I take your point that insisting on qualifying adjectives like “non-theistic” and “immanent” can give, even unwittingly, priority to the term that they are opposing and so skew the meaning of what one is getting at. As you say, it would be best to come up with a way of talking that is “prior” to these oppositions, but this quest for priority may open up an infinite regress, searching for what is pre-prior to these prior terms, etc.

      I agree that once it is clear that we are no longer talking in a theistic context, not even in a very sublimated or poetic one, then the dualistic adjectives can be dropped. My worry is that even so the vocabulary of gift, gratitude, and authority may still be skewed in some way that makes it cover up the phenomena as much as it reveals them.

      More neutral terms (such as event, gladness, and potency) not only themselves contain presuppositions, but are also abstract and lifeless in comparison.

      I do not know the answer, or even if there is one. Sometimes I go concrete and I personify and poetise shamelessly, other times I prefer abstraction and try out more austere vocabularies. Both can be illuminating, there is no rule.

      Whatever our preferred solution, I think in both cases we need mental “correctors” to compensate for any residual one-sidedness, and a “charitable” understanding of what our partners in dialogue may say.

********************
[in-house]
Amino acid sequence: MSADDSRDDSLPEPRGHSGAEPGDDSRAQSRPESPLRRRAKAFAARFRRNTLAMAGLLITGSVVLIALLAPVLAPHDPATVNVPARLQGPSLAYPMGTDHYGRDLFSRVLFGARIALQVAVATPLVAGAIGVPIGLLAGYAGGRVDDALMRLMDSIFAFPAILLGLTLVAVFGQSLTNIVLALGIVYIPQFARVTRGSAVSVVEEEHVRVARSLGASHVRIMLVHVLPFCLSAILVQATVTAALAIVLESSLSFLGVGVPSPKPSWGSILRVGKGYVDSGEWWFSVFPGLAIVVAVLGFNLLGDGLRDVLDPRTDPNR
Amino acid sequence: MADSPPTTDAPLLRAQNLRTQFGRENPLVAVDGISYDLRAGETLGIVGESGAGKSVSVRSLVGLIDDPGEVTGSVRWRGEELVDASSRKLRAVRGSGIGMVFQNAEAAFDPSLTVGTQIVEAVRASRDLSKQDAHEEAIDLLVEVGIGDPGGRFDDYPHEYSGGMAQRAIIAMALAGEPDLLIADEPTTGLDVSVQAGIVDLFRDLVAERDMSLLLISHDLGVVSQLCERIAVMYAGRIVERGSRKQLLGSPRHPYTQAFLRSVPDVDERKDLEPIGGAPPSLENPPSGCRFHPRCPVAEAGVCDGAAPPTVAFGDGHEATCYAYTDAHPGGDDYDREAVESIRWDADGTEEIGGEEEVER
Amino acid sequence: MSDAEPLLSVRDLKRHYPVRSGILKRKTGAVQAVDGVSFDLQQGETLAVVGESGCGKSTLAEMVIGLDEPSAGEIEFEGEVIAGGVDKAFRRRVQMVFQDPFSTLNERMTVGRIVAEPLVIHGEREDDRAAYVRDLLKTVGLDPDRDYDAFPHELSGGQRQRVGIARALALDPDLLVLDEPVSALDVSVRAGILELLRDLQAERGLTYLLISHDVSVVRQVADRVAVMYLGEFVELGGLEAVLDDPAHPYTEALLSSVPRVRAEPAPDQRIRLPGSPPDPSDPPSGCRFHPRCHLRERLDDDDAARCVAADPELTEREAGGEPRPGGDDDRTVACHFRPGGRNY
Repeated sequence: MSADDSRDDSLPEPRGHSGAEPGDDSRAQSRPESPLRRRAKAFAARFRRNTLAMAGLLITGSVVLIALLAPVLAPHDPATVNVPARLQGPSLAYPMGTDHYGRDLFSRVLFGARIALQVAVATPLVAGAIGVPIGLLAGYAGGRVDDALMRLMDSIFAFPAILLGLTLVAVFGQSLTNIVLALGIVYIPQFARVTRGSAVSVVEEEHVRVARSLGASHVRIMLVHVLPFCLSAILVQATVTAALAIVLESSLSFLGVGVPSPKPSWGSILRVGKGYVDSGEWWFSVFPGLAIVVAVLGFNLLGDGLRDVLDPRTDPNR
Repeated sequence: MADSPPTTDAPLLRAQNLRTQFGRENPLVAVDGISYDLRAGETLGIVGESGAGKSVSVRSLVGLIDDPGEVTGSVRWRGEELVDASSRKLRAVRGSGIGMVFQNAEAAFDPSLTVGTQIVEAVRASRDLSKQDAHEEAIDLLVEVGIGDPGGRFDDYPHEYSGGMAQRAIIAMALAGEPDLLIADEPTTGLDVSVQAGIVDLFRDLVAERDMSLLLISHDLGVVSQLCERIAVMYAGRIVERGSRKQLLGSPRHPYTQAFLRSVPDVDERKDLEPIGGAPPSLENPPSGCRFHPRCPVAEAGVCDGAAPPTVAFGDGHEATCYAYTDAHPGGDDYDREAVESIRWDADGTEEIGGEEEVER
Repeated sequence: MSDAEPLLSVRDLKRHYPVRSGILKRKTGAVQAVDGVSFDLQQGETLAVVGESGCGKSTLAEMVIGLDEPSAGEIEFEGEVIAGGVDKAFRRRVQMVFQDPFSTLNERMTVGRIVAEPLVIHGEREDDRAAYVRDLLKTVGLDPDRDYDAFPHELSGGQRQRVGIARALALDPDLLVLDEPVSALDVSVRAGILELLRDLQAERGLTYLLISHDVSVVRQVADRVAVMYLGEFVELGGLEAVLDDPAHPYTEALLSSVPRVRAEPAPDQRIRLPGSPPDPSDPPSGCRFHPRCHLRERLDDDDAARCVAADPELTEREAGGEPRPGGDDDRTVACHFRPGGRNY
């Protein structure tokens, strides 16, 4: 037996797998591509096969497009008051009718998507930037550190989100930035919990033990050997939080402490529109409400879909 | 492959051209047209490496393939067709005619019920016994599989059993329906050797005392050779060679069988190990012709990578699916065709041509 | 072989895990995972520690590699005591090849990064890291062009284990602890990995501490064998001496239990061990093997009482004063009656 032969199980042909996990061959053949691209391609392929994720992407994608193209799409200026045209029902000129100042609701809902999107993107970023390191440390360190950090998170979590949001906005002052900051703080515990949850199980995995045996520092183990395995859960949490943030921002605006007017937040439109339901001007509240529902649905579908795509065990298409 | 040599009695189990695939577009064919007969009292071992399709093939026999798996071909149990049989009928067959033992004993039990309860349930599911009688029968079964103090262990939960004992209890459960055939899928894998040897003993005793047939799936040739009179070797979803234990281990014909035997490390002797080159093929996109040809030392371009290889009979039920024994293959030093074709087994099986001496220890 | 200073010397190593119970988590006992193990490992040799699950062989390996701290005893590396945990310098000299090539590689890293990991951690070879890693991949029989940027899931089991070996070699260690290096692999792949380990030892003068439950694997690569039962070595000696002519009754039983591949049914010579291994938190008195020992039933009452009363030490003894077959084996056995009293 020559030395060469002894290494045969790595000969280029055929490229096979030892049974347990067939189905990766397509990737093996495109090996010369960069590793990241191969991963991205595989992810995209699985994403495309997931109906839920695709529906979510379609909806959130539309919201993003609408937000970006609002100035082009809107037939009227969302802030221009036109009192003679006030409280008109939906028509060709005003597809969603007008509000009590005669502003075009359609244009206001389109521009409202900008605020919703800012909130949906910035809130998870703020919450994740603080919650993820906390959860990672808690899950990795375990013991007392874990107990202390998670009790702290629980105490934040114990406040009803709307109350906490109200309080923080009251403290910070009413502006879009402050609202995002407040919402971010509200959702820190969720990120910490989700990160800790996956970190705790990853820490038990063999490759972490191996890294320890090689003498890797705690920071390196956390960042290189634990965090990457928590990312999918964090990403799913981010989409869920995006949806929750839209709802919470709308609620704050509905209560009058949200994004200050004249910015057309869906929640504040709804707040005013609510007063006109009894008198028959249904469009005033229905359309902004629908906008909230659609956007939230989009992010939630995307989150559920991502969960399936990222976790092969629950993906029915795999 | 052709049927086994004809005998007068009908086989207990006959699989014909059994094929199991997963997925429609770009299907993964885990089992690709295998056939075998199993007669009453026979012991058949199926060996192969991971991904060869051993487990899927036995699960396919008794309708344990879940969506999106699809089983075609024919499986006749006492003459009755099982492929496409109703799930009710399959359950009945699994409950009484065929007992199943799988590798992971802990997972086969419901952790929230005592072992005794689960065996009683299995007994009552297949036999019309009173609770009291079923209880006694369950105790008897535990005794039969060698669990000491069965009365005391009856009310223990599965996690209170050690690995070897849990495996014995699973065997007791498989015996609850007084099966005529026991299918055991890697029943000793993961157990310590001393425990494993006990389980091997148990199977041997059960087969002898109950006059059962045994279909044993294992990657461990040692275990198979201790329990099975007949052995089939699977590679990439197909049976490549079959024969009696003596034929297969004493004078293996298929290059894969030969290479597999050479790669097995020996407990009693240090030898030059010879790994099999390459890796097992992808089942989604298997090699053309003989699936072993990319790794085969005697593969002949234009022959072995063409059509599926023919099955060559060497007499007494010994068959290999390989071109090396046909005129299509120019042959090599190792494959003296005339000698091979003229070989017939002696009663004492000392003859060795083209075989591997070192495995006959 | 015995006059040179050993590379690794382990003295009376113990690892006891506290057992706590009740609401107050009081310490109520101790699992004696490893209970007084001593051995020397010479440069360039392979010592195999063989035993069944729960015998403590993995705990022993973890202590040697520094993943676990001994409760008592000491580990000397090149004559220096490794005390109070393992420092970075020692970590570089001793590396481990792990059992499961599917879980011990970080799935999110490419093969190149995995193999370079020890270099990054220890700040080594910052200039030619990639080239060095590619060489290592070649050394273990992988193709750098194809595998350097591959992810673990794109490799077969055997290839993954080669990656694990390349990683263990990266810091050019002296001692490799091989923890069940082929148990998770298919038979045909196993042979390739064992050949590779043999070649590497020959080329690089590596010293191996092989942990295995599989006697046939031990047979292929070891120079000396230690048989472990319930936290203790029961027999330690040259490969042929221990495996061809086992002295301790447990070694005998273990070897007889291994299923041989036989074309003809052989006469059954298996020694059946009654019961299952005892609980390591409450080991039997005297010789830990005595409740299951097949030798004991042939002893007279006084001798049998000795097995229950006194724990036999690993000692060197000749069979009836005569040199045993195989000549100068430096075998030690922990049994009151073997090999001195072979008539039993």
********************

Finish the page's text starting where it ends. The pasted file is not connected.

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  13. Jacob McNulty says:

    I would be very interested in continuing to follow this blog.

  14. Christy says:

    Yes! The book you’re currently working on is exactly what I’ve been waiting for. All Things Shining was such a gift; these ideas demand more discussion and elaboration.

    Although I never told him, Professor Dreyfus, helped me navigate my way out of an existential depression when I was an undergraduate at Berkeley in the late 1970’s and early 80’s. The examining of historical ideas and stances really helped me rise above the cynicism that I felt surrounded by. Later, ATS further crystallized for me so much of what I learned in studying Heidegger (and Kierkegaard!), reading literature and living my life.

    Thank you for your work. I’m so curious to see if we’re still on the same page (I bet we are!).